You’ve seen the new Image of the Milky Way’s Black Hole here. Now there’s a sonification — translation into sound — of the latest image from the Event Horizon Telescope (EHT). Sagittarius A* is the name of our galaxy’s central supermassive black hole.
Best heard with headphones – the binaural separation is a significant feature of this recording.
Details of the process:
- This is an image scan, starting from 12 o’clock and moving around clockwise.
- The image brightness of Sagittarius A* controls the volume and the distance from the center controls the frequency of the sounds.
- The emissions from closer to the black hole (which orbits faster) is mapped to high frequencies.
- The sound is rendered in binaural audio. When listened to with headphones, the sound will appear to start directly in front of you and then move clockwise all the way around your head!
- Listen for the three bright regions at about 1, 5, and 9 o’clock, as well as the very low tones indicating fainter light from outside the main ring.
Sonification Credit: NASA/CXC/SAO/K.Arcand, SYSTEM Sounds (M. Russo, A. Santaguida)
Thanks to the process, scientists converted the black hole into a sound file.
Sound waves of the Perseus galaxy cluster boosted 57 octave (a huge amount) to be audible to humans.
Here’s another sonification, created using the same techniques, but this one is at the center of the Perseus galaxy cluster, some 240 million light years away.
This article’s author David Raiklen was selected to write it based on his own direct personal experience with the sonification of astronomical data. Our own sun provided the sonification sources used in Mr. Raiklen’s own video creation SUN, that mixes live music with solar sonification, all recorded at famous Mount Wilson Observatory. It is part of a larger, personal project of Raiklen’s, called the Universe Symphony.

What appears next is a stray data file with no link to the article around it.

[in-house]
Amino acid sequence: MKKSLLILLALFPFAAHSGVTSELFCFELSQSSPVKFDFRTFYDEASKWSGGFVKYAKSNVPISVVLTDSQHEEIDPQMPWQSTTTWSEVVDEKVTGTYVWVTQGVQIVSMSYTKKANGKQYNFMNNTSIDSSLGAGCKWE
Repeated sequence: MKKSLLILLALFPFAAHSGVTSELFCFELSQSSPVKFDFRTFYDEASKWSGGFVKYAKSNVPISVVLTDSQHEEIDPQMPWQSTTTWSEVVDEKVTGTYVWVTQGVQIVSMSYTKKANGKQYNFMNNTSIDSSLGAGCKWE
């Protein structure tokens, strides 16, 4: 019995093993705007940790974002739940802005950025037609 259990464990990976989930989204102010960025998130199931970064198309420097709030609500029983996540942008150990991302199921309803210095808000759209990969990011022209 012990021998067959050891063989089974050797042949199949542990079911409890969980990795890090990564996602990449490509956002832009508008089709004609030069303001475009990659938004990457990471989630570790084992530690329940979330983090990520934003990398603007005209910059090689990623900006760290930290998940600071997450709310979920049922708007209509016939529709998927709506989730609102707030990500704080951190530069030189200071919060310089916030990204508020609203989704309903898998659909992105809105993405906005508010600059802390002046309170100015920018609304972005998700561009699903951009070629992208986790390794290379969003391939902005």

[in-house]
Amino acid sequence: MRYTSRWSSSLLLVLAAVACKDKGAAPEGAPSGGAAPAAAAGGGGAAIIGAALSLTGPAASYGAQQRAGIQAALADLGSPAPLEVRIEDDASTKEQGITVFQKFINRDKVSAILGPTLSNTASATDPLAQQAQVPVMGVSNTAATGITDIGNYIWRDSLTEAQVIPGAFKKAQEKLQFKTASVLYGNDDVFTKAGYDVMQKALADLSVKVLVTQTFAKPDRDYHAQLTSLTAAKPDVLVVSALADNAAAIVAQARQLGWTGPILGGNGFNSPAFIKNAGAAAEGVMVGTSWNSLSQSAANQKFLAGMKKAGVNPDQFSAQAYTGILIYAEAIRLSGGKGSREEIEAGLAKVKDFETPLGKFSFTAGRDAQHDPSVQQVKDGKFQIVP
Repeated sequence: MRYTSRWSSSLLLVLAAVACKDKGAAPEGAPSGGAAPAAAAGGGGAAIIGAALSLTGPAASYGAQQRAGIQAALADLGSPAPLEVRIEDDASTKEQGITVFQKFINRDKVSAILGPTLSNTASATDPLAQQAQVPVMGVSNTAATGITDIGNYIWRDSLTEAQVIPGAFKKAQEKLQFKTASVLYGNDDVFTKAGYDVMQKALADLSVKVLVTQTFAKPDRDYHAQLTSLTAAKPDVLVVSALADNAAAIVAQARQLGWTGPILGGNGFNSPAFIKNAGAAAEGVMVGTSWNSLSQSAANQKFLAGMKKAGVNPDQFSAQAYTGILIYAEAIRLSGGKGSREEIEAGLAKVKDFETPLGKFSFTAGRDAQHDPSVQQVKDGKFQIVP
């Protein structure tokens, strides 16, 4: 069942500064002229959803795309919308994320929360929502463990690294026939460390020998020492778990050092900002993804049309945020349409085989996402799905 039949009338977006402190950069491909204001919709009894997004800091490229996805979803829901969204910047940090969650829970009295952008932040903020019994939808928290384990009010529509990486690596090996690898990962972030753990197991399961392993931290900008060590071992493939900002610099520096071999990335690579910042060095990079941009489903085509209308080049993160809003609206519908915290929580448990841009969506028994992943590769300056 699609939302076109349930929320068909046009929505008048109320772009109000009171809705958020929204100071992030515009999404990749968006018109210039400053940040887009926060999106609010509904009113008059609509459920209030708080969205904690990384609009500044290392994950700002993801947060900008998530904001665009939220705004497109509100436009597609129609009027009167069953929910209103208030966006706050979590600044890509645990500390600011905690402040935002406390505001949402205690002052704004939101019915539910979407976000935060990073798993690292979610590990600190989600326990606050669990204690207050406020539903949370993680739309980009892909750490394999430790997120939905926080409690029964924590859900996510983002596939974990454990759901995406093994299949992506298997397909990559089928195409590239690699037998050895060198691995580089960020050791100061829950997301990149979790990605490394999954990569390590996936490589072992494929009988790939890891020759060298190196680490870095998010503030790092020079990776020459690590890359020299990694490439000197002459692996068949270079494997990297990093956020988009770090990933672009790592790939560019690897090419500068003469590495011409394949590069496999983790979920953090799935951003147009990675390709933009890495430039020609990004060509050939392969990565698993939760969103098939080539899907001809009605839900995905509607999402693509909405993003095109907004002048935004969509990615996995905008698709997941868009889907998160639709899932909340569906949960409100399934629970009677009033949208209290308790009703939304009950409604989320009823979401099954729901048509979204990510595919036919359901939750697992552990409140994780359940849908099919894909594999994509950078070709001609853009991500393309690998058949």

If you are interested in scoring for television, games, and motion pictures, or specifically in the works of David Raiklen as a composer, you can subscribe to his YouTube Channel here. – ed.
David Raiklen wrote, directed and scored his first film at age 9. He began studying keyboard and composing at age 5. He attended, then taught at UCLA, USC and CalArts. Among his teachers are John Williams and Mel Powel.
He has worked for Fox, Disney and Sprint. David has received numerous awards for his work, including the 2004 American Music Center Award. Dr. Raiklen has composed music and sound design for theater (Death and the Maiden), dance (Russian Ballet), television (Sing Me a Story), cell phone (Spacey Movie), museums (Museum of Tolerance), concert (Violin Sonata ), and film (Appalachian Trail).
His compositions have been performed at the Hollywood Bowl and the first Disney Hall. David Raiken is also host of a successful radio program, Classical Fan Club.